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Crews Make Headway Against California Wildfire

  • VOA News

The Blue Cut fire burns in Upper Lytle Creek near Wrightwood, Calif., Aug. 19, 2016. Area residents were still being kept from their homes Saturday, even though evacuation orders were lifted for tens of thousands of others in Southern California.

The Blue Cut fire burns in Upper Lytle Creek near Wrightwood, Calif., Aug. 19, 2016. Area residents were still being kept from their homes Saturday, even though evacuation orders were lifted for tens of thousands of others in Southern California.

Firefighters made headway overnight against the Blue Cut wildfire in Southern California that has destroyed more than 300 homes and outbuildings, officials said Saturday.

The fire, which started Tuesday about 120 kilometers (75 miles) northeast of Los Angeles, is nearly 70 percent contained, the U.S. Forest Service said. The fire has burned more than 15,000 hectares (37,000 acres) in the mountain areas of San Bernardino County.

No deaths have been reported in the Blue Cut fire, officials said, adding that an investigation into the cause of the blaze was continuing.

San Bernardino County fire spokesman Brad Pitassi said firefighters on Saturday were moving into a mop-up phase.

"Things are extremely positive. We're checking for additional hot spots that could potentially jump the line," Pitassi told the Associated Press. He said officials expected more residents to be able to reutrn to their homes throughout the weekend.

At its height, the wildfire threatened more than 34,000 homes, and more than 82,000 residents were told to evacuate.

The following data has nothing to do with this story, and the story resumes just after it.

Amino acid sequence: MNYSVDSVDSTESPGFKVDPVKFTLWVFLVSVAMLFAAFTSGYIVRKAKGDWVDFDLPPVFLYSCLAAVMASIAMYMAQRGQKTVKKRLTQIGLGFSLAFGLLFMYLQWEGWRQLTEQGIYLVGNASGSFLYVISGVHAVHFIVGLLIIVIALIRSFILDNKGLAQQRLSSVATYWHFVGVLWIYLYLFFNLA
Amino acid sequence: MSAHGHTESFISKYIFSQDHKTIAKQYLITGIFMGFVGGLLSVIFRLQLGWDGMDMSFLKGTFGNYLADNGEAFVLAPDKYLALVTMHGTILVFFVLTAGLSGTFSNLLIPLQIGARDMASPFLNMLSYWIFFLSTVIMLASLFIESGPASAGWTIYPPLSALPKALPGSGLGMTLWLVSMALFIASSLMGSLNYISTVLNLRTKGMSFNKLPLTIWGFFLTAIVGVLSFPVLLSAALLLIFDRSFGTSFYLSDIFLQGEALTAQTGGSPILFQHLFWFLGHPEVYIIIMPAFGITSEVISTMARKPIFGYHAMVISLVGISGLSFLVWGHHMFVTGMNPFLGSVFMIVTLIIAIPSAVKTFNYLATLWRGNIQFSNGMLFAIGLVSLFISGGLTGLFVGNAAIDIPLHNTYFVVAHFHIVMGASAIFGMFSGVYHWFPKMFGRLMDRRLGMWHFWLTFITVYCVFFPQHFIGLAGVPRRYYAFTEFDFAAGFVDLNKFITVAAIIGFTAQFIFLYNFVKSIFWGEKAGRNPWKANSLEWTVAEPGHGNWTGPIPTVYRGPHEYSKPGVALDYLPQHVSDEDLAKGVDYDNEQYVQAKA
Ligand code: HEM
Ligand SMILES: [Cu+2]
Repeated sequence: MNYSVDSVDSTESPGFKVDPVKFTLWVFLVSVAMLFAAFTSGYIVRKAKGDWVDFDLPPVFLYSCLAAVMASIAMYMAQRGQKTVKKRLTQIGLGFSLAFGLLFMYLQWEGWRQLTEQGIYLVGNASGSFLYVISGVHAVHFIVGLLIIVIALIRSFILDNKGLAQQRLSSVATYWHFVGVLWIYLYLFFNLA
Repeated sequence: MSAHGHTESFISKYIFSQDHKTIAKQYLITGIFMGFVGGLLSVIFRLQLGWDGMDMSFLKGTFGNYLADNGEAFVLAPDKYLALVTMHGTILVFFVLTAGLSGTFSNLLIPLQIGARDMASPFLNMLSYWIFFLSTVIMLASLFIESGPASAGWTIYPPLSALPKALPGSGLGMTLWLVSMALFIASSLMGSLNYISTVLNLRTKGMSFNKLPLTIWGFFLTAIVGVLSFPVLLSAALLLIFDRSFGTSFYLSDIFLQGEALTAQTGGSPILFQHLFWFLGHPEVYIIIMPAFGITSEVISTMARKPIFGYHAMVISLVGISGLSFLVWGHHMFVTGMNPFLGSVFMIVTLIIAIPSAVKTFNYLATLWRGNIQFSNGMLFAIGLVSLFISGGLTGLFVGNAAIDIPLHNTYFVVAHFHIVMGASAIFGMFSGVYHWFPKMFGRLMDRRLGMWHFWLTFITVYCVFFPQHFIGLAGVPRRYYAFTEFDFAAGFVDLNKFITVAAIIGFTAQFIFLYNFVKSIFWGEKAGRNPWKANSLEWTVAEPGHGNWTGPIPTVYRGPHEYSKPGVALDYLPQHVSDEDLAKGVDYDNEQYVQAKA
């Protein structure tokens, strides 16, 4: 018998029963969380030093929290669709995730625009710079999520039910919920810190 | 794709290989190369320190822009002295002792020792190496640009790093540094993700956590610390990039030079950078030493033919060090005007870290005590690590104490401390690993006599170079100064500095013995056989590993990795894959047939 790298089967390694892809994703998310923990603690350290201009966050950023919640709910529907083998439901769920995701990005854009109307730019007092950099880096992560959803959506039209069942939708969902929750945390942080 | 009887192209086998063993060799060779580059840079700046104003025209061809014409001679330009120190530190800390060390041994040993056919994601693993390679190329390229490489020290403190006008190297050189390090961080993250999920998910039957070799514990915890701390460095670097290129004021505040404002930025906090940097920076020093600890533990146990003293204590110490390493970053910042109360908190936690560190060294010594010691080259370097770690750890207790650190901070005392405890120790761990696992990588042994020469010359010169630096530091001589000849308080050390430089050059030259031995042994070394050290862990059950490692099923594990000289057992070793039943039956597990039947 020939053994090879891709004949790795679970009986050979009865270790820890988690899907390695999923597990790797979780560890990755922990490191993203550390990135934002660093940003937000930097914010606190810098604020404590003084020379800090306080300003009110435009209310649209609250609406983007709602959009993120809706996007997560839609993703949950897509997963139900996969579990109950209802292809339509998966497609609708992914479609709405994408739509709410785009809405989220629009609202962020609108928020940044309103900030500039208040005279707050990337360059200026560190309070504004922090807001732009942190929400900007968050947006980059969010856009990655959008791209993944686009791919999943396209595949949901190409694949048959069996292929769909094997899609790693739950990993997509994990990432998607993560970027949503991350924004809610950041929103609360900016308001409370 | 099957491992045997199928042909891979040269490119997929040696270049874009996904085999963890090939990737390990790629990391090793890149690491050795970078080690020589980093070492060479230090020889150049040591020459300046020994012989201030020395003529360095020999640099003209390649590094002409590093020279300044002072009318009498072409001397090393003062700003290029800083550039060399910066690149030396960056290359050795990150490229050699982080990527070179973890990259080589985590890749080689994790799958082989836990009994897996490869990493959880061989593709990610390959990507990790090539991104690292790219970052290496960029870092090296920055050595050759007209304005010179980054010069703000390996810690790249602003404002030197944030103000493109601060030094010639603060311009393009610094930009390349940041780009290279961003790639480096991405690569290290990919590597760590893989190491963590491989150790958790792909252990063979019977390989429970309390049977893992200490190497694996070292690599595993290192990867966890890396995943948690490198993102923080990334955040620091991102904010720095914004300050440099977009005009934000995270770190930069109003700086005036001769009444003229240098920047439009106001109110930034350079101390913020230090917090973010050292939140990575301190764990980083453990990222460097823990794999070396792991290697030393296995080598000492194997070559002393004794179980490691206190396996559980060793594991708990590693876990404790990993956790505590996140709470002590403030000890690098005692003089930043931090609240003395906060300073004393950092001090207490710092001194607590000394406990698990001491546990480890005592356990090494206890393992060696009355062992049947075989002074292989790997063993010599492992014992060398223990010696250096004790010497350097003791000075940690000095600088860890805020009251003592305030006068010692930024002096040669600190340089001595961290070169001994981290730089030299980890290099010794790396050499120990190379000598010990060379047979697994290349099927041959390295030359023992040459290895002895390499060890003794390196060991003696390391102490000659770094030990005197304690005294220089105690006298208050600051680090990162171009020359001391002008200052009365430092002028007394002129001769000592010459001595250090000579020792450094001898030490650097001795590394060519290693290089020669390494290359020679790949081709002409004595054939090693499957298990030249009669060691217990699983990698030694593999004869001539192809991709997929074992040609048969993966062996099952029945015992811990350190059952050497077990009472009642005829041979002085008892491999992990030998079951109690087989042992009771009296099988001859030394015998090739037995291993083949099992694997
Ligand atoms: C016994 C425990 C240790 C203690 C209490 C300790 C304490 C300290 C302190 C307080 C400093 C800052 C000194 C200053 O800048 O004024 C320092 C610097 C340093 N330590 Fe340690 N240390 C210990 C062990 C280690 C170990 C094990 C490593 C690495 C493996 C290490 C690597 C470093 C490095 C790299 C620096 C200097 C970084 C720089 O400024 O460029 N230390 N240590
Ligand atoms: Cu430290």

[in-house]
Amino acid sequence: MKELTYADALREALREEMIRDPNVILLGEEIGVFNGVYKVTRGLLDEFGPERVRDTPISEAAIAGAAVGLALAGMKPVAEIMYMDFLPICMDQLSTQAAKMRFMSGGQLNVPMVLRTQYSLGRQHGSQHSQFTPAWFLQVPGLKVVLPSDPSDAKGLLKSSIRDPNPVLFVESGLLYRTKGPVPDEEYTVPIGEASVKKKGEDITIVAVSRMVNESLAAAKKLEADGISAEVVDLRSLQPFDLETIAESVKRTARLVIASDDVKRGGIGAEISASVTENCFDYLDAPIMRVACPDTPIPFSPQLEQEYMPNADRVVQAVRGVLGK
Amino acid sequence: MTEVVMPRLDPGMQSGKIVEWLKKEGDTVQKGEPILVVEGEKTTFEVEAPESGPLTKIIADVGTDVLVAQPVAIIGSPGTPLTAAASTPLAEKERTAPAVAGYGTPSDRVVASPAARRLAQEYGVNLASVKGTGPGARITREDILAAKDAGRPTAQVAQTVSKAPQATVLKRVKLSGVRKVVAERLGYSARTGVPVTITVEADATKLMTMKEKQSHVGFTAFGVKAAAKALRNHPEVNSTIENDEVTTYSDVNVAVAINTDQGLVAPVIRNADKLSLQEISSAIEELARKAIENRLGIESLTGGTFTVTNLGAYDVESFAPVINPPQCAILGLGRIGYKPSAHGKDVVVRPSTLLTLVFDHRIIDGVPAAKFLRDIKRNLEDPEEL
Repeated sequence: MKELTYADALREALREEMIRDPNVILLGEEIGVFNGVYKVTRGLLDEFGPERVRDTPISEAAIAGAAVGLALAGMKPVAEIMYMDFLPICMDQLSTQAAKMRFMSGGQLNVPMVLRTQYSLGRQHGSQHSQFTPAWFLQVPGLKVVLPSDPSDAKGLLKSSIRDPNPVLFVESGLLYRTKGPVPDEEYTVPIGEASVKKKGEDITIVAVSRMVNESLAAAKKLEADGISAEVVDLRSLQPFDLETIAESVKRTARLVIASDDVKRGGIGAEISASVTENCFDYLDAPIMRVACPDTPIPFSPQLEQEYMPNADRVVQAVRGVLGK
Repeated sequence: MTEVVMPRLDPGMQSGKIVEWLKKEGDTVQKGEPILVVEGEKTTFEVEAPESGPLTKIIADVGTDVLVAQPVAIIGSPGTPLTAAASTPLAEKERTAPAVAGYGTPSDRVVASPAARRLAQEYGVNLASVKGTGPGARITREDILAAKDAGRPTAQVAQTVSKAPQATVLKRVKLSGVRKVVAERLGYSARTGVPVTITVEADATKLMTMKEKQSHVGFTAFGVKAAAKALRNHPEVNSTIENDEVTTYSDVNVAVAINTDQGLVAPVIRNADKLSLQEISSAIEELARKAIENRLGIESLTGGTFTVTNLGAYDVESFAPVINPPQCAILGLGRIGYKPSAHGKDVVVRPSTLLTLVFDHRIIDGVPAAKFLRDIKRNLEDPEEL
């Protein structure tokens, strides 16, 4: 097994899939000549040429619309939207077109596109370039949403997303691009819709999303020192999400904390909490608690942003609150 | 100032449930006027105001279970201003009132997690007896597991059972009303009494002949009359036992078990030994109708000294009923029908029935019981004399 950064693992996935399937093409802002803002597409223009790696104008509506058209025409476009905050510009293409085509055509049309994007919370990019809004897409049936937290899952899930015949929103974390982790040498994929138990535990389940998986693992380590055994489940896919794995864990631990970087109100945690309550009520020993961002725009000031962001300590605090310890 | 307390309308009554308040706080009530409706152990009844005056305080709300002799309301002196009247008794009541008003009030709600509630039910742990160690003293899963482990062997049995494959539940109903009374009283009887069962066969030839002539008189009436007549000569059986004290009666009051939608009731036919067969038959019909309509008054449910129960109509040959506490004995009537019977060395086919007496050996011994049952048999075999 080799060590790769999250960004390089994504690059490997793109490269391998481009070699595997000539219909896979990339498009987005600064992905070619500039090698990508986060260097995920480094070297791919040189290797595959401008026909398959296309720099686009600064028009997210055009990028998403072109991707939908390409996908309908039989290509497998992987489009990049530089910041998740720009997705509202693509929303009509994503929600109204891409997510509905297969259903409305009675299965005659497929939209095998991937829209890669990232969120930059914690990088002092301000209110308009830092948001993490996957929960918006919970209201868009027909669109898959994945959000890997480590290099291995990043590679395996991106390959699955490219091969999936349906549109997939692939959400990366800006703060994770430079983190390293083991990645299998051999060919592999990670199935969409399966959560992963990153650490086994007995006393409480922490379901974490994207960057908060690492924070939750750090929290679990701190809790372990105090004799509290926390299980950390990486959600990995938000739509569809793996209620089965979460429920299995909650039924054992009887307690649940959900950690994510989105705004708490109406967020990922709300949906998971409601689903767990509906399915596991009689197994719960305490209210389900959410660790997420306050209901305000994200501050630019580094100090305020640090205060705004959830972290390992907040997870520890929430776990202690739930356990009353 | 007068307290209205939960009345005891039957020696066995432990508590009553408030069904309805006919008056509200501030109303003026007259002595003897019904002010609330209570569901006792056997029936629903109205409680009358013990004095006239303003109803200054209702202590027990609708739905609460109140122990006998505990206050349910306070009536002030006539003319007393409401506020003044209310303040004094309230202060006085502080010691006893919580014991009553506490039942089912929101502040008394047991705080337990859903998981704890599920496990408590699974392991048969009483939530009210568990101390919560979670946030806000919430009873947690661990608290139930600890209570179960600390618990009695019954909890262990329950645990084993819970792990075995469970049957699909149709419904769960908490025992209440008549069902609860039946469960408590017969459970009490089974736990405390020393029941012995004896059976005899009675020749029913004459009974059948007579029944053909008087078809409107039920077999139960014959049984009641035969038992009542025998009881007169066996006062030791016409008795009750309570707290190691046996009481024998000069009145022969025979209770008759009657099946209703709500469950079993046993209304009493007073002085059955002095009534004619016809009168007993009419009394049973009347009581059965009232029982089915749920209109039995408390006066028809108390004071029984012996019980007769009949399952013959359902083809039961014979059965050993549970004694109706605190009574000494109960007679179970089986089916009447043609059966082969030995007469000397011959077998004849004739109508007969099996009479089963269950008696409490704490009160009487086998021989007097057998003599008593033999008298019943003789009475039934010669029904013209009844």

Fire officials on Saturday said at least 105 homes and 213 outbuildings had been destroyed.

Late Friday and Saturday, evacuation orders were lifted for tens of thousands of people, allowing many to return to their homes, officials said. However, about 7,000 other residents, mainly in the mountain communities of Lytle Creek and Wrightwood, were still being kept from their homes.

The Blue Cut blaze is just one of several burning in California, where a five-year drought has left huge swaths of land with dried trees and brush.

Between January 1 and August 13, the California Department of Forestry and Fire Protection reported 3,874 fires that have burned 45,700 hectares (113,000 acres) and killed seven people, according to the Los Angeles Times.

This week alone, nearly 30 major wildfires have burned about 850 square kilometers (330 square miles) in eight Western states, according to the National Interagency Fire Center in Boise, Idaho. The center blamed the fires on the prolonged drought in many areas, as well as unusually hot weather.

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